Days of our Lives' alum Kate Mansi, who departed the role of Abigail Deveraux earlier this year, seems to have it all. The young actress is on the brink of exciting career opportunities, constantly busy with important charity work, and just welcomed twin nephews into the world. But she reveals that amidst all the blessings, there lies an uncomfortable part of her life she's never shared with the public until now: she struggles with depression and anxiety.
Mansi wrote a guest blog for Bring Change 2 Mind, a charity she signed up with this fall that fights against mental health stigma. In the blog, she shares her joy at having witnessed her sister bring two twin boys into the world and becoming an aunt for the first time. But she also shares there was a darkness over the experience that she's trying to bring to light.
"What I witnessed will forever be one of the most powerful moments of my life. Without even looking into [my nephews'] eyes, holding them or even smelling them yet, it felt like they shattered my heart into a million tiny pieces in the best possible way. I didn't know I could love that BIG!" she writes. "The next morning (and every morning since), the first thought to flutter through my mind upon waking has been, ‘The boys -- it's real! I'm an Aunt!!" I couldn't shake this sheer awe and excitement. I felt an unexpected sense of purpose and strong surge of empowerment to take the best care of myself possible for the sake of my nephews and my sister's new family."
As a result, the actress sneaked in a yoga class that unexpectedly changed her outlook on her own mental health and prompted her to share her struggles.
"A few minutes in[to the class], the instructor offered up a quote for us all to think about as Thanksgiving approached, ‘It is impossible to feel depressed when you feel true gratitude.' Immediately my gut reaction was resistance. I noticed the drastic switch of emotions swirl up inside me and then started judging myself before even questioning why I was so irritated," Mansi shares, adding that she tried to let the feelings go but was unable. "It's a simple concept to encourage gratitude, can't you just move on?' I thought. So I inhaled deeply, refocused on gratitude for my nephews and worked on getting back to my ‘happy place'. Boom, there it was again, right in the forefront of my mind like a giant stop sign I kept seeing and hearing her words: ‘It is impossible to feel depressed when you feel true gratitude.'"
She continues: "Seven days have passed since the yoga class, and I still can't stop thinking (okay, fine, obsessing) about that damn quote. Finally I did something I should have done about seven days ago. I gave myself permission to challenge my thoughts. Permission to take inventory of my inner resistance instead of pushing it away (God knows that's an ever present lesson). Here's what I've come up with:
Undoubtedly, I believe the instructor was well intentioned in offering that quote to her class. An inspirational gesture to encourage her students to embrace gratitude. In my opinion, I have to honor that I found it to be inaccurate, insensitive and a prime example of the stigma surrounding mental disorders. While I see her point in the great impact gratitude practices can create, it cannot completely absolve depression for someone who struggles with it. Her perspective was confusing, conflicting and isolating. Confusing because for me, someone who lives with anxiety and depression, that is not the world I live in. It is imperative to my mental health that I remember, nothing is impossible with depression, or anxiety. This doesn't mean we have to be white knuckling our happiness and preparing for disaster around any corner. Though the reality is, for those who struggle with depression, nothing is impossible. Expecting that you can pluck out your depression and 'solve' it, is a trigger-some set up for disappointment."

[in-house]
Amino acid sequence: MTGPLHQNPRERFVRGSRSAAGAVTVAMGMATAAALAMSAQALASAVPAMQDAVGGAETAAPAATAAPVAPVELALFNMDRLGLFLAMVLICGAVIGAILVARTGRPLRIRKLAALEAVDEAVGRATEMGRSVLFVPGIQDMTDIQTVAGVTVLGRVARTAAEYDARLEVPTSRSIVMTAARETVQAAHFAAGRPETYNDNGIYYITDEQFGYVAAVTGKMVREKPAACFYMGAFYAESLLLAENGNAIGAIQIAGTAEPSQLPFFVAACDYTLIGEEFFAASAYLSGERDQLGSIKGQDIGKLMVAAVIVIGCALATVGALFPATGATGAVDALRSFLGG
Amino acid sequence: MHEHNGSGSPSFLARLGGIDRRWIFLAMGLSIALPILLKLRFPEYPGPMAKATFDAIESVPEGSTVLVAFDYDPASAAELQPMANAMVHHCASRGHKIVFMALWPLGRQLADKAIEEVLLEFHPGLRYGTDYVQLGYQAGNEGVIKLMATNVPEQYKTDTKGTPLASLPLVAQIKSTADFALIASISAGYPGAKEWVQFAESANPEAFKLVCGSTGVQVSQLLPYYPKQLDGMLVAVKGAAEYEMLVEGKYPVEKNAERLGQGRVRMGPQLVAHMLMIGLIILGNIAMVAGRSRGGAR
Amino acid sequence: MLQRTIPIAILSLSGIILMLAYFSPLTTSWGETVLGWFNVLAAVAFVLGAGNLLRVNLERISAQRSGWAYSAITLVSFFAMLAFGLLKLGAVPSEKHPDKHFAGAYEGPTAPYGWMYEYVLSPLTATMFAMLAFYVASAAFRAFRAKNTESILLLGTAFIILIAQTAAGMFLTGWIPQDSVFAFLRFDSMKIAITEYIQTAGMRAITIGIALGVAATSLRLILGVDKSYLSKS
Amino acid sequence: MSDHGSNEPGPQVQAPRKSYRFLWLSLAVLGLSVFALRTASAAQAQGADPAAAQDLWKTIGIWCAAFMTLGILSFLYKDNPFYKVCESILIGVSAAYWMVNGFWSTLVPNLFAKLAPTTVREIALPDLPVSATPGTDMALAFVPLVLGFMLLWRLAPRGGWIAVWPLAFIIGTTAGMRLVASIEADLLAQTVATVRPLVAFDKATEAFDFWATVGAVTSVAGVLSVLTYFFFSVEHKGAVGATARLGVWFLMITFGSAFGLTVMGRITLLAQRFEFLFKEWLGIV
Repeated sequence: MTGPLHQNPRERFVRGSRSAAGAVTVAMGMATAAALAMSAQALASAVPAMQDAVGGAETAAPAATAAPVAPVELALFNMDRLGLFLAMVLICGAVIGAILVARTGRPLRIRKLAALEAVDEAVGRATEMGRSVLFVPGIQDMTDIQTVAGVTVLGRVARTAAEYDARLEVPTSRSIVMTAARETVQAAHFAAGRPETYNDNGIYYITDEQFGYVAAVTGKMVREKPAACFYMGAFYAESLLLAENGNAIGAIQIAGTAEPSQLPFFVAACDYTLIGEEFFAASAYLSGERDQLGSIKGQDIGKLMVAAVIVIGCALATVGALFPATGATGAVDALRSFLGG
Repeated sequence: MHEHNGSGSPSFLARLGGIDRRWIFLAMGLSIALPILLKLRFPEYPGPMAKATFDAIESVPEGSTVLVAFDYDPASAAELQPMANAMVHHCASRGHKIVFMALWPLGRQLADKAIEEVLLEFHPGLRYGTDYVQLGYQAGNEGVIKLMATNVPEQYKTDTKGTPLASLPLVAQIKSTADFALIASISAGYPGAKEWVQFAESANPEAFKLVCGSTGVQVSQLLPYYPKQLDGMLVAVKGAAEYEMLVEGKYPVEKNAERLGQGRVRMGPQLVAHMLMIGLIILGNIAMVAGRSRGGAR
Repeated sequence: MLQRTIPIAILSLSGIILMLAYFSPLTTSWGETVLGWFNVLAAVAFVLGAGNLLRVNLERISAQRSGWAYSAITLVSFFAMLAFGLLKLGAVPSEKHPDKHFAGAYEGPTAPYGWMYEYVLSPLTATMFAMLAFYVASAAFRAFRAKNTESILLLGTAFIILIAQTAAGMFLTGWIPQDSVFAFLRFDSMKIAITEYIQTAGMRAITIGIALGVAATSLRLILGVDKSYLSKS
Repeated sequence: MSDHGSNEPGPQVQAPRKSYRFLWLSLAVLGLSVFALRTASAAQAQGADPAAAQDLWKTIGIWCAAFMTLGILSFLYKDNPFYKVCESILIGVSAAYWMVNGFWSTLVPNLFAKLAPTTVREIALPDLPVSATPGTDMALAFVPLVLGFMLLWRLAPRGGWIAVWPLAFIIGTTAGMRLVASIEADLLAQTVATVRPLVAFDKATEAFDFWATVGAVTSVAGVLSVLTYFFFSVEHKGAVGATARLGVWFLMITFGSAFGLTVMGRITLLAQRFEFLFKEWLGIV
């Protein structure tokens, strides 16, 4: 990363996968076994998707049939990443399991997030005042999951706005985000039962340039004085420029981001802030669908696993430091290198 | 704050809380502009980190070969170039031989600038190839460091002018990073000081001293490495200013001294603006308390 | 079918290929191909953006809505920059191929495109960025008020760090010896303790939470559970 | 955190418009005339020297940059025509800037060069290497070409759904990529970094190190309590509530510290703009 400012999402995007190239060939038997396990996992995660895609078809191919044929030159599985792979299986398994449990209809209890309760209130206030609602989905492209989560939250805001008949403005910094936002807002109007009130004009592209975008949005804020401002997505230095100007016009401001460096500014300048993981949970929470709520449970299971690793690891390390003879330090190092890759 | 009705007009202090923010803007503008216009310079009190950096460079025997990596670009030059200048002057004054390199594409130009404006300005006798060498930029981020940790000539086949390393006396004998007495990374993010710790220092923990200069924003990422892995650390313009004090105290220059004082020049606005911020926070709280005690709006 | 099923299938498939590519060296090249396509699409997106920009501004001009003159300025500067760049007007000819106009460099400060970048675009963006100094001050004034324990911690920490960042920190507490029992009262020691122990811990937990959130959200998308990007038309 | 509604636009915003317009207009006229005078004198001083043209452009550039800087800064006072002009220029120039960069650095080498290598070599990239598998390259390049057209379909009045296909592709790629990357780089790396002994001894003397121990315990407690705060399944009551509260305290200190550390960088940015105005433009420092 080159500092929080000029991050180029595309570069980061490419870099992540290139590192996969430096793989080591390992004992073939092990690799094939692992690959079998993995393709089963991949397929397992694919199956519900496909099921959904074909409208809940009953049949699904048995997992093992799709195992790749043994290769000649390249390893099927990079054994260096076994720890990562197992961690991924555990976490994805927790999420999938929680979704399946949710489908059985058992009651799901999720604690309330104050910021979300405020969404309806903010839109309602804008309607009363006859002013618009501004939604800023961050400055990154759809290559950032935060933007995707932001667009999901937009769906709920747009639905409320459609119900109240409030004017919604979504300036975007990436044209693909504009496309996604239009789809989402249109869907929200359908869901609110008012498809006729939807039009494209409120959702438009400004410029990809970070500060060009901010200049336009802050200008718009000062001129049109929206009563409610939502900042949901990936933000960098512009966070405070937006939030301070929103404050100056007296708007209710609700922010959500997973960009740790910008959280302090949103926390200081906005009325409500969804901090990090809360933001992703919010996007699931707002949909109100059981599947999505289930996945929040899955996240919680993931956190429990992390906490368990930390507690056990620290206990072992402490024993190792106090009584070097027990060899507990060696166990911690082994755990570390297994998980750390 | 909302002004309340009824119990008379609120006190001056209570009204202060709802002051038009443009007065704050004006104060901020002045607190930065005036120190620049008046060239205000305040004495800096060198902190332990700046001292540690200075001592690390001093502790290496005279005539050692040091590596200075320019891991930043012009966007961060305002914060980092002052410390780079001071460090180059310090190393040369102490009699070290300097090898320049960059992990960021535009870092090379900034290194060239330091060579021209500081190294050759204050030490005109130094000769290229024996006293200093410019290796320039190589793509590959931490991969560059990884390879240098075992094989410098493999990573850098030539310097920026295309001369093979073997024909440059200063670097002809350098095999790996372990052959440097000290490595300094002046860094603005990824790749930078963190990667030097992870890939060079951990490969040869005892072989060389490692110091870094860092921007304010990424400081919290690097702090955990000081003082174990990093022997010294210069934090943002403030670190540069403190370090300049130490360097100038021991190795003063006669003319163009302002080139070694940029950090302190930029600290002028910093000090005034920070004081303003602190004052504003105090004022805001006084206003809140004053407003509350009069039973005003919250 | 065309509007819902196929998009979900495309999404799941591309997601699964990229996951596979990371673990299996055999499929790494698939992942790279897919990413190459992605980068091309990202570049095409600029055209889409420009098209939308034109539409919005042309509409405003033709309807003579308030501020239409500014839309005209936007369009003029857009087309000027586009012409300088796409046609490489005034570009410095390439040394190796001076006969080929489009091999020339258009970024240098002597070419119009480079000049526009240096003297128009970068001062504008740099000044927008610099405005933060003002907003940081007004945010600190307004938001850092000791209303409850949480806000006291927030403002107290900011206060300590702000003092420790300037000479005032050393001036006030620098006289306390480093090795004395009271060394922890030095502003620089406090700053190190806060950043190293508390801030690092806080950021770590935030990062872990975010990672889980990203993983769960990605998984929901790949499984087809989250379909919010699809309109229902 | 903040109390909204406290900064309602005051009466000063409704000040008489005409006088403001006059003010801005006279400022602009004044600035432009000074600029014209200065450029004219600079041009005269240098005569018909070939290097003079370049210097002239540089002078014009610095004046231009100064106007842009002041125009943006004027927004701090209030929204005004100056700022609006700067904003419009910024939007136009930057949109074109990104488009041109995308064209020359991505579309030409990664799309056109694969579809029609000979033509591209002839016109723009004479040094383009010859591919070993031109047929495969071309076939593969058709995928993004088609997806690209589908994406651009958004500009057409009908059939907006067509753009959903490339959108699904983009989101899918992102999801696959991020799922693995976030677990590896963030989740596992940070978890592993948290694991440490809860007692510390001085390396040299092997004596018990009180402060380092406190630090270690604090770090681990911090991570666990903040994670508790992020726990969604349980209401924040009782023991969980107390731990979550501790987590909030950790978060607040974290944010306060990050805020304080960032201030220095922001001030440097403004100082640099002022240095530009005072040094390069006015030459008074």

Mansi goes on to explain that as she was feeling extreme joy over the birth of her nephews and words like depression could not have been further from her mind, it did not change the fact that it was still a part of her.
"Sometimes it's present, sometimes it's dormant, but it's always there and I am learning to take ownership over it equal to all the other parts of me," she shares. "I've lived the majority of my life with anxiety and depression. I've never embraced it, never spoken about it, never wanted it to be part of my story. Until recently. The truth is, depression and anxiety are a part of my story, and I want to make it one of the great parts! That goes along with all the other wonderful parts I have to be grateful for -- including my new nephews. I want those boys to grow up in a world that is honest and truthful about mental health so that they never feel alone and will know how to comfort those who do. I want to create momentum to elicit change instead of staying silent and perpetuating stigma."
The actress goes on to explain that those are her true reasons for having hosted a series of workout classes to benefit BC2M in a campaign she titled #SweatToStopStigma.
"With partners such as Open Sweat and The Know Collective, we've been raising awareness, support and donations one workout class at a time," she writes. "BC2M has a difficult task. They are not fighting for something tangible like delivering clean water to underprivileged countries, or building homes for people in need. You can't necessarily measure the results of this fight. It is a change that has to occur from within and spread and spread and spread until we've changed the world."
What do you think about Mansi choosing to open up about her experiences with depression and anxiety? How much are you missing the actress on DAYS? We want to hear from you -- and there are many ways you can share your thoughts.